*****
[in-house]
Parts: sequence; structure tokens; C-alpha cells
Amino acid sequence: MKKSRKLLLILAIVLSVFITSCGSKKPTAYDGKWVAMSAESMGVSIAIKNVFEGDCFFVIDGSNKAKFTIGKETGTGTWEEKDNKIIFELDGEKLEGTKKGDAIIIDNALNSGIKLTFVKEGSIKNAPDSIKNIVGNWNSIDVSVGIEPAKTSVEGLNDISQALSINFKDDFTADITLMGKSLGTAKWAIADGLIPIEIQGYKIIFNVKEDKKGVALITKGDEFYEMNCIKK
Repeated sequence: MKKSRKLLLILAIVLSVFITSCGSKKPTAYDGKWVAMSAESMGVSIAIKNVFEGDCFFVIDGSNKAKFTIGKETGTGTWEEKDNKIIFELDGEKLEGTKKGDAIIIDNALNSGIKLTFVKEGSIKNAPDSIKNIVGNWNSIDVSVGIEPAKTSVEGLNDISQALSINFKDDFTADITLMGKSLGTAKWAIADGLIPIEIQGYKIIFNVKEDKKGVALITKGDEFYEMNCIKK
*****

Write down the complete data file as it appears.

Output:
[in-house]
Parts: sequence; structure tokens; C-alpha cells
Amino acid sequence: MKKSRKLLLILAIVLSVFITSCGSKKPTAYDGKWVAMSAESMGVSIAIKNVFEGDCFFVIDGSNKAKFTIGKETGTGTWEEKDNKIIFELDGEKLEGTKKGDAIIIDNALNSGIKLTFVKEGSIKNAPDSIKNIVGNWNSIDVSVGIEPAKTSVEGLNDISQALSINFKDDFTADITLMGKSLGTAKWAIADGLIPIEIQGYKIIFNVKEDKKGVALITKGDEFYEMNCIKK
Repeated sequence: MKKSRKLLLILAIVLSVFITSCGSKKPTAYDGKWVAMSAESMGVSIAIKNVFEGDCFFVIDGSNKAKFTIGKETGTGTWEEKDNKIIFELDGEKLEGTKKGDAIIIDNALNSGIKLTFVKEGSIKNAPDSIKNIVGNWNSIDVSVGIEPAKTSVEGLNDISQALSINFKDDFTADITLMGKSLGTAKWAIADGLIPIEIQGYKIIFNVKEDKKGVALITKGDEFYEMNCIKK